Johann, Jukka and other master composers
A gift to the 100-year-old Finland
Telemann – Fasch – Tiensuu – Vivaldi – Veracini – J. S. Bach
Miikka Saarinen, trumpet
Hanna Haapamäki, recorder and traverso
Petra Aminoff, traverso
Christopher Palameta, oboe
Antti Tikkanen, violin and leader
Finnish Baroque Orchestra
In honour of the centenarian Finland, the Finnish Baroque Orchestra performs some splendidly festive Baroque orchestra music. The cherry on top is a new Baroque orchestra piece commissioned from Jukka Tiensuu. Tiensuu is a pioneer in newly written music for Baroque instruments in Finland, and FiBO has previously premiered his piece Mora.
In the Baroque section of the concert, we travel along the musical axis running from Leipzig to Dresden in Eastern Germany. The most well-known phase of Johann Sebastian Bach’s career as a composer is when he worked as cantor for the St. Thomas School in Leipzig. Several prominent German composers were proposed for the post: Georg Philipp Telemann, Christoph Graupner and Johann Friedrich Fasch were all mentioned, but one after another they declined and finally Bach was appointed. Fasch himself, who Bach greatly appreciated, had been educated in the St. Thomas School. Telemann, too, had studied in Leipzig: he arrived as a law student but quickly changed his course for music. Before turning 25, he advanced to the top of the city’s music scene as a productive composer and he worked, for instance, as director for the city opera. Telemann also founded the music association Collegium Musicum that Bach later became the manager of. Telemann and Bach were good friends, and Telemann was the godfather of Bach’s son Carl Philipp Emanuel.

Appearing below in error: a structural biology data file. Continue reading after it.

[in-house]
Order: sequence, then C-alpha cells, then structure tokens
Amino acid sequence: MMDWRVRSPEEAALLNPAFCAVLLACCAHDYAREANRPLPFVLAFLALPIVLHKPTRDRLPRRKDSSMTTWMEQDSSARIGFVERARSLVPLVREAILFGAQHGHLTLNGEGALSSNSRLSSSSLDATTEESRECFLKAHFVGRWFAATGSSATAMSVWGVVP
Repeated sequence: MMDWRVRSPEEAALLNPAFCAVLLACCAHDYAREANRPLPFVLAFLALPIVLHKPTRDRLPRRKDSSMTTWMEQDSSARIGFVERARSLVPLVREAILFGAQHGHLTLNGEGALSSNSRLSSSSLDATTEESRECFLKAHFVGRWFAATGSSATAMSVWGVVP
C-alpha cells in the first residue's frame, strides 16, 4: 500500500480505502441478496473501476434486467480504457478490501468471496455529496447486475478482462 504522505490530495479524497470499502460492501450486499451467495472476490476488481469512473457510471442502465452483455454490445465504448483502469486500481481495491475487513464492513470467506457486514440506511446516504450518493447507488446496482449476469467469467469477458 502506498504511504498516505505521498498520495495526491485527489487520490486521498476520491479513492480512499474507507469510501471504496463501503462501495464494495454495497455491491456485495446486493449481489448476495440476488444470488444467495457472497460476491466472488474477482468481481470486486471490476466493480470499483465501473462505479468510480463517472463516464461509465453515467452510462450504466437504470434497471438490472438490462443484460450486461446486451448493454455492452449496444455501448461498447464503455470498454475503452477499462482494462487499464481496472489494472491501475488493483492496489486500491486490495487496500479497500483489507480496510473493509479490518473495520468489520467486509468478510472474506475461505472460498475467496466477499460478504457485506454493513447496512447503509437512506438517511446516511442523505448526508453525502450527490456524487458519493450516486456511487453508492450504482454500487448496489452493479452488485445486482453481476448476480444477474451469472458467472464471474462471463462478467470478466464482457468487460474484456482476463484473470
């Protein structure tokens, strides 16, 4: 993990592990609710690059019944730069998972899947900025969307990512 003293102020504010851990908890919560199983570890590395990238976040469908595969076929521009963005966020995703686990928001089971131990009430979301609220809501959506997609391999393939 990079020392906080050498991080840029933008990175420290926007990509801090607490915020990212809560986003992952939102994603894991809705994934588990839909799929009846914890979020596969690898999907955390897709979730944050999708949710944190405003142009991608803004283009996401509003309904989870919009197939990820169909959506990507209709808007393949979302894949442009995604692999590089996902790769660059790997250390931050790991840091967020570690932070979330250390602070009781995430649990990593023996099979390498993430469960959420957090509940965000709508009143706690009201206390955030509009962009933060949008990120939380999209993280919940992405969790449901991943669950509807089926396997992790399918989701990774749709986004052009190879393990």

Bach had a warm relation to the court in Dresden, which was one of the most attractive music centres in Europe, thanks to the art-loving prince-elector Augustus II the Strong. He gathered the best musicians of the time to his court, among others Francesco Maria Veracini from Florence. The musical life of the court in Dresden was admired all over Europe, and Antonio Vivaldi, for example, composed concertos tailored for the court orchestra.
The music by the above-mentioned composers represents late Baroque orchestral music in its most plentiful shape. The prelude series or orchestra series was an orchestral dance series, beginning with a majestic French-style prelude. Orchestra concertos and symphonies, on the other hand, were abstract instrumental pieces that in the mid-18th century were typically written in three parts. Compared to the solo concerto, the orchestra series and concertos allowed the musicians to frolic: the composers enjoyed alternating instrument sections, musical dialogue and various soloist compositions.
Duration: 1 h 45 min (incl. intermission)
Antti Tikkanen will lead a pre-concert discussion and interview the musicians at the House of Nobility on December 1st from 6–6.30 pm.